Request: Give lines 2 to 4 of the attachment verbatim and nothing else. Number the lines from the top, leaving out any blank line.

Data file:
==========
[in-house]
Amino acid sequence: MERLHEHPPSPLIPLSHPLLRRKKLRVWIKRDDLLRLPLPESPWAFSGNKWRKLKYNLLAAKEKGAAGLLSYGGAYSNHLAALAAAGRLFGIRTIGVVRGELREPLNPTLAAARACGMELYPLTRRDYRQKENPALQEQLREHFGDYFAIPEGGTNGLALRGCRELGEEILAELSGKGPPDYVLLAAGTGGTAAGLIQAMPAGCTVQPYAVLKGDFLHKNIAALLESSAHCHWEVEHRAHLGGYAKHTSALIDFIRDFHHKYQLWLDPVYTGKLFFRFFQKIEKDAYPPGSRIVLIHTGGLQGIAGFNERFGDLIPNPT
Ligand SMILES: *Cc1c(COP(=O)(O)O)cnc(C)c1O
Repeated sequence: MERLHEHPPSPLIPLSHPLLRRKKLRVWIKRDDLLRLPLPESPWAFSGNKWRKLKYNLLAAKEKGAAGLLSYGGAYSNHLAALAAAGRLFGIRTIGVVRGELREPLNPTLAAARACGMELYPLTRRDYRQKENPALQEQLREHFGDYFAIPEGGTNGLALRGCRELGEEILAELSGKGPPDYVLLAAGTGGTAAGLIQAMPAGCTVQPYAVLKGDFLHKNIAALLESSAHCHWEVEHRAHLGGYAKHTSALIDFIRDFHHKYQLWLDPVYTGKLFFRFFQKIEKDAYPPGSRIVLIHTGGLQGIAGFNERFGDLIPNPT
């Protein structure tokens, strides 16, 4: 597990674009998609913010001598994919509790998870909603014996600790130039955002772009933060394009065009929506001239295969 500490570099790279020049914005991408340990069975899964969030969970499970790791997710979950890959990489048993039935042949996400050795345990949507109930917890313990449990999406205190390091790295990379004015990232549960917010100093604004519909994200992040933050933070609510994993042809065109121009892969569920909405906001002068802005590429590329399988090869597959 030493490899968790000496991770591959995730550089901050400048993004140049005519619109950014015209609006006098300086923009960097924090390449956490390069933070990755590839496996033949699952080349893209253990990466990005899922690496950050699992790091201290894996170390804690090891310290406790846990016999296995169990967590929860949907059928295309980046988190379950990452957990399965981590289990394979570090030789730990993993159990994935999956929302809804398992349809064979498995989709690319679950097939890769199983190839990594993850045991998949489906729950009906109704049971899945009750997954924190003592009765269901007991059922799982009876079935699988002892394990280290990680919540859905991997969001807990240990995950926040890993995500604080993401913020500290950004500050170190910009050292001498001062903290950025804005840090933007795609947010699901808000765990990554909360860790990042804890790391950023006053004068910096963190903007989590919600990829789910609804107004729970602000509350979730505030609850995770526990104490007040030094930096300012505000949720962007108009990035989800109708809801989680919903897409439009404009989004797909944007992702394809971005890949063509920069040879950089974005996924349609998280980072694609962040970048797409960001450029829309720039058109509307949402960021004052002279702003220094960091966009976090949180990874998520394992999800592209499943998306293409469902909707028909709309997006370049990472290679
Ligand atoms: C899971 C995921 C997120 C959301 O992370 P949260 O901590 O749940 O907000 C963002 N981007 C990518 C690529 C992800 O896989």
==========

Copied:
Amino acid sequence: MERLHEHPPSPLIPLSHPLLRRKKLRVWIKRDDLLRLPLPESPWAFSGNKWRKLKYNLLAAKEKGAAGLLSYGGAYSNHLAALAAAGRLFGIRTIGVVRGELREPLNPTLAAARACGMELYPLTRRDYRQKENPALQEQLREHFGDYFAIPEGGTNGLALRGCRELGEEILAELSGKGPPDYVLLAAGTGGTAAGLIQAMPAGCTVQPYAVLKGDFLHKNIAALLESSAHCHWEVEHRAHLGGYAKHTSALIDFIRDFHHKYQLWLDPVYTGKLFFRFFQKIEKDAYPPGSRIVLIHTGGLQGIAGFNERFGDLIPNPT
Ligand SMILES: *Cc1c(COP(=O)(O)O)cnc(C)c1O
Repeated sequence: MERLHEHPPSPLIPLSHPLLRRKKLRVWIKRDDLLRLPLPESPWAFSGNKWRKLKYNLLAAKEKGAAGLLSYGGAYSNHLAALAAAGRLFGIRTIGVVRGELREPLNPTLAAARACGMELYPLTRRDYRQKENPALQEQLREHFGDYFAIPEGGTNGLALRGCRELGEEILAELSGKGPPDYVLLAAGTGGTAAGLIQAMPAGCTVQPYAVLKGDFLHKNIAALLESSAHCHWEVEHRAHLGGYAKHTSALIDFIRDFHHKYQLWLDPVYTGKLFFRFFQKIEKDAYPPGSRIVLIHTGGLQGIAGFNERFGDLIPNPT